Every good HVAC (Heating, Ventilation and Air Conditioning) system design must be able to ensure a proper air renovation inside the building it is installed at the lowest possible cost. This objetive is reached through the correct positioning and orientation of the supply and extraction air systems, and an adequate value of air changes per hour, also called air change rate. The use of CFD to assess and optimize the installation’s design is paramount in order to reach the best results.
There are different measurement parameters that allow the evaluation of the ventilation system quality:
First of all, the above-mentioned number of air changes per hour (ACPH) in the building. It is defined as the rate of the air volume added to a finite space in one hour divided by that spaces volume. If a perfectly mixed model is considered, the air renovations per hour parameter is a measure of how many times the air in this space is replaced each hour.
This parameter, despite being useful, may not represent completely how renewed is the air inside the space, since the disposal of the ventilation systems, as well as the elements inside the space, can generate flow patterns that make some areas be under ventilated. For this reason, it is also useful using the concept of age of air.
The local mean age of air is defined as the time that particles contained in a differential volume around a point (as is in the case in a cell of a CFD simulation) have been inside the space.
If it is assumed that the age at the inlets is 0 (which equals to say that pumped air is completely new), this parameter evaluates the residence time that particles spend in the building from they enter until leaving.
This value does help assessing whether areas are renewing the air more frequently, since the residence time in them is lower. From this value, it is possible to obtain the mean age of air (MAA) in the building, which is calculated as the average of the local mean age for each point in the space.
The efficiency (ε) of the ventilation system is defined as the ratio between the minimum time that a particle spends in the space from the input to the output, and twice the mean age of air. This concept allows to seek a balance between a good air quality and a reduced air flow.
In addition, the evaluation of the minimum residence time enables the possibility of tracking for short-circuits of new air in the system. Along with this parameter and assuming a complete mixing model it can be stablished that:
- The optimal value is obtained at ε=50%
- For ε<50%, it can be considered that the space is lack of ventilation, or that the minimum residence time is too low, indicating a possible air short-circuit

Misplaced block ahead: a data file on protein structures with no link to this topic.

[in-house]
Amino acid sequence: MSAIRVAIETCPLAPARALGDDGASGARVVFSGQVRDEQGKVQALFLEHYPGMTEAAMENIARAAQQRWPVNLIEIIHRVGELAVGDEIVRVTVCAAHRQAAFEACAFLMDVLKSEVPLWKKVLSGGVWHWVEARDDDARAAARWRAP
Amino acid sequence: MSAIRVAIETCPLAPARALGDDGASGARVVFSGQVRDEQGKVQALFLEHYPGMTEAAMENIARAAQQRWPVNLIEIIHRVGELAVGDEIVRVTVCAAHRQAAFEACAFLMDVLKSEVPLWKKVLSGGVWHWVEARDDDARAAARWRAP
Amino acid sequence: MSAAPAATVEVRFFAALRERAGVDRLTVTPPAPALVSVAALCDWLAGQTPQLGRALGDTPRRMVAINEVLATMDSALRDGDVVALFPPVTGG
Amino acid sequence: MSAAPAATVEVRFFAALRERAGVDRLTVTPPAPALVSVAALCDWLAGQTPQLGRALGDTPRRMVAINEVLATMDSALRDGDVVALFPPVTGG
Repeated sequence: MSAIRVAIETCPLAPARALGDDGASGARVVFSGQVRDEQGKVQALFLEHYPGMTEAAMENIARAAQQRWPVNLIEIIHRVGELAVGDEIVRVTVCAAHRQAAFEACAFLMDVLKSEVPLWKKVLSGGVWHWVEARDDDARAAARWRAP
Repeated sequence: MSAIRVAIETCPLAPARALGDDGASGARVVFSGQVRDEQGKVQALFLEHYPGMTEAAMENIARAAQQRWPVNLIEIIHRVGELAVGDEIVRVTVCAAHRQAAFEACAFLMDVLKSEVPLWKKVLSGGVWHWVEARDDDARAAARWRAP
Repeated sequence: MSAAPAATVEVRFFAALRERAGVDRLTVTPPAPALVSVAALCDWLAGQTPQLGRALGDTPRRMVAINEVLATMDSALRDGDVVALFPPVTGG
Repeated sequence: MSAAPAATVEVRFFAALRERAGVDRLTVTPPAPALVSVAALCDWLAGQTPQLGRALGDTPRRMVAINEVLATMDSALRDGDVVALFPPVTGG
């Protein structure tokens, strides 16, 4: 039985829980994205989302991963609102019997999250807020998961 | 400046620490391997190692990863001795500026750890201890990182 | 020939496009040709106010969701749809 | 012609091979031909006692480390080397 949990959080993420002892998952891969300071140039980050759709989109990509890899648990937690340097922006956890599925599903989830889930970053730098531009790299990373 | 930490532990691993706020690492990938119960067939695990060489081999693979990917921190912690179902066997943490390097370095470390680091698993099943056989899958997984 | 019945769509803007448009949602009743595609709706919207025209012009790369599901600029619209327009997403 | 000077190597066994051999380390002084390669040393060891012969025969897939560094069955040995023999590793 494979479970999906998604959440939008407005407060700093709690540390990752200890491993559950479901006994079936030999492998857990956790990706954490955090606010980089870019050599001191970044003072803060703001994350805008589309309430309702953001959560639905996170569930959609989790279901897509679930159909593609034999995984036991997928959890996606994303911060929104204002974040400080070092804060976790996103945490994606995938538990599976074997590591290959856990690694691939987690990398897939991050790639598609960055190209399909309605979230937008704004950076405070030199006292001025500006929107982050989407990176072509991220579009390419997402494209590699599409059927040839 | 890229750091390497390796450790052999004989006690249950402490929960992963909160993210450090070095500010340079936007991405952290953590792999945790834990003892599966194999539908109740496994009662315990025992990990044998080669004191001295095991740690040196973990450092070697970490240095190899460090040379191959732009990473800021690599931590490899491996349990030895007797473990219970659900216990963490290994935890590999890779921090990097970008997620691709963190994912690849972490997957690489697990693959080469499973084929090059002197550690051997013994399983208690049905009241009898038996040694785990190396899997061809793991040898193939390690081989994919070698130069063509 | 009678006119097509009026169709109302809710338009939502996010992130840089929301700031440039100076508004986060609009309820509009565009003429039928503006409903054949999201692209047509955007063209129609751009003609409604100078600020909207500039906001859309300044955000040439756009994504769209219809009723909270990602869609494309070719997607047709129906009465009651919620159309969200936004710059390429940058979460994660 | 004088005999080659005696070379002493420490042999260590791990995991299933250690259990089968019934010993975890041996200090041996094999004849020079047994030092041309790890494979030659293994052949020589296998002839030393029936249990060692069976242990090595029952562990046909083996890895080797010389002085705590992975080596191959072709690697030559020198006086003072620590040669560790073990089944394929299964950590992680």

- For ε>50%, it can be considered that the air Flow ratio is over dimensioned and it is advisable to decrease it
CFD techniques allow not only to determine the age of air in a room. It is also possible to introduce pollutant emission sources, chemical reactions and thermal effects in the models. This way, the pollutant concentration in the area of study can be analyzed. This measure can provide an even more valuable information than the age of air in terms of predicting more accurately which areas of the room are not being properly renovated, and optimize the HVAC installation from the pre-design stage.
The concentration of a chemical compound in a large volume of air is often measured in milligrams of compound per cubic meter of air (in some cases per kilograms) giving a unit of particles per million (ppm).
To put this in perspective, let’s consider a Waste Water Treatment Plant (WWTP). These facilities are attached to a series of emissions of contaminants, perhaps the more characteristic being the hydrogen sulfide (H2S), produced during the decomposition of some amino acids, as well as the reduction of sulfates to sulphites by certain microorganisms.
Hydrogen sulfide is a colorless, flammable gas with an atomic weight of 34 g/mol and a density of about 1.5 kg/m3 at ambient conditions, being slightly heavier than air, tending to accumulate near the ground. Its odor is very unpleasant and it is associated to “rotten eggs”.
The limit of perceptibility for human beings is 0.02 ppm, with some people being able to detect it at 0.0005 ppm. At higher concentrations can result toxic, produce metabolic changes and even cause death. In addition to this, it is one of the main causes of corrosion in this type of facilities, attacking in moist ambiences to iron and concrete with ease.
The dispersion effect that the air impulsion from the HVAC system can cause over these particles can be properly analyzed with a CFD model, along with the study of alternatives in the flow inputs, system location and effect of the different sources. The SDEA_Engineering team presents a broad experience in the HVAC and Computational Fluid Dynamics field and can help in the design assessment and study of the HVAC system.